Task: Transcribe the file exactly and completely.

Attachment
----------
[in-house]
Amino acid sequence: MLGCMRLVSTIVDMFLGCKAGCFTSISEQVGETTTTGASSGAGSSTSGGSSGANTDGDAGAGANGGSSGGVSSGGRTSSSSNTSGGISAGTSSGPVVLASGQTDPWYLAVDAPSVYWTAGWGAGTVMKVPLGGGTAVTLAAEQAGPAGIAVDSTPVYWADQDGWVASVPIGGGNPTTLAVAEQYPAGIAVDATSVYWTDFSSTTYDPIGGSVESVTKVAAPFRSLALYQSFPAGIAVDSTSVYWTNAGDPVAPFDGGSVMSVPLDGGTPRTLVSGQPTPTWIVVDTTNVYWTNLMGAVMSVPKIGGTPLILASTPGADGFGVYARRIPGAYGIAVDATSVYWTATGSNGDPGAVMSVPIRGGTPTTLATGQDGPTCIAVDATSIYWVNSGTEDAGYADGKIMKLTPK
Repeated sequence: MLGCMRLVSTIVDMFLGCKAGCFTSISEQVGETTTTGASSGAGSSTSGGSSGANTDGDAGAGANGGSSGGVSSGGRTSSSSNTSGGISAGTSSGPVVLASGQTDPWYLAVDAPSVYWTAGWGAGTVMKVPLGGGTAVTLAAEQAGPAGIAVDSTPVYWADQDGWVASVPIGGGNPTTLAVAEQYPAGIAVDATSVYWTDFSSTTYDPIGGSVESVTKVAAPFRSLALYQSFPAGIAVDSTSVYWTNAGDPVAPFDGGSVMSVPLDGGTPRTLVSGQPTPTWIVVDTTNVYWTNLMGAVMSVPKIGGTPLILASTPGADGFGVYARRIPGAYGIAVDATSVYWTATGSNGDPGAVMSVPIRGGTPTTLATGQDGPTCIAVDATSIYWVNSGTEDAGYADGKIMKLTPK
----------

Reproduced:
[in-house]
Amino acid sequence: MLGCMRLVSTIVDMFLGCKAGCFTSISEQVGETTTTGASSGAGSSTSGGSSGANTDGDAGAGANGGSSGGVSSGGRTSSSSNTSGGISAGTSSGPVVLASGQTDPWYLAVDAPSVYWTAGWGAGTVMKVPLGGGTAVTLAAEQAGPAGIAVDSTPVYWADQDGWVASVPIGGGNPTTLAVAEQYPAGIAVDATSVYWTDFSSTTYDPIGGSVESVTKVAAPFRSLALYQSFPAGIAVDSTSVYWTNAGDPVAPFDGGSVMSVPLDGGTPRTLVSGQPTPTWIVVDTTNVYWTNLMGAVMSVPKIGGTPLILASTPGADGFGVYARRIPGAYGIAVDATSVYWTATGSNGDPGAVMSVPIRGGTPTTLATGQDGPTCIAVDATSIYWVNSGTEDAGYADGKIMKLTPK
Repeated sequence: MLGCMRLVSTIVDMFLGCKAGCFTSISEQVGETTTTGASSGAGSSTSGGSSGANTDGDAGAGANGGSSGGVSSGGRTSSSSNTSGGISAGTSSGPVVLASGQTDPWYLAVDAPSVYWTAGWGAGTVMKVPLGGGTAVTLAAEQAGPAGIAVDSTPVYWADQDGWVASVPIGGGNPTTLAVAEQYPAGIAVDATSVYWTDFSSTTYDPIGGSVESVTKVAAPFRSLALYQSFPAGIAVDSTSVYWTNAGDPVAPFDGGSVMSVPLDGGTPRTLVSGQPTPTWIVVDTTNVYWTNLMGAVMSVPKIGGTPLILASTPGADGFGVYARRIPGAYGIAVDATSVYWTATGSNGDPGAVMSVPIRGGTPTTLATGQDGPTCIAVDATSIYWVNSGTEDAGYADGKIMKLTPK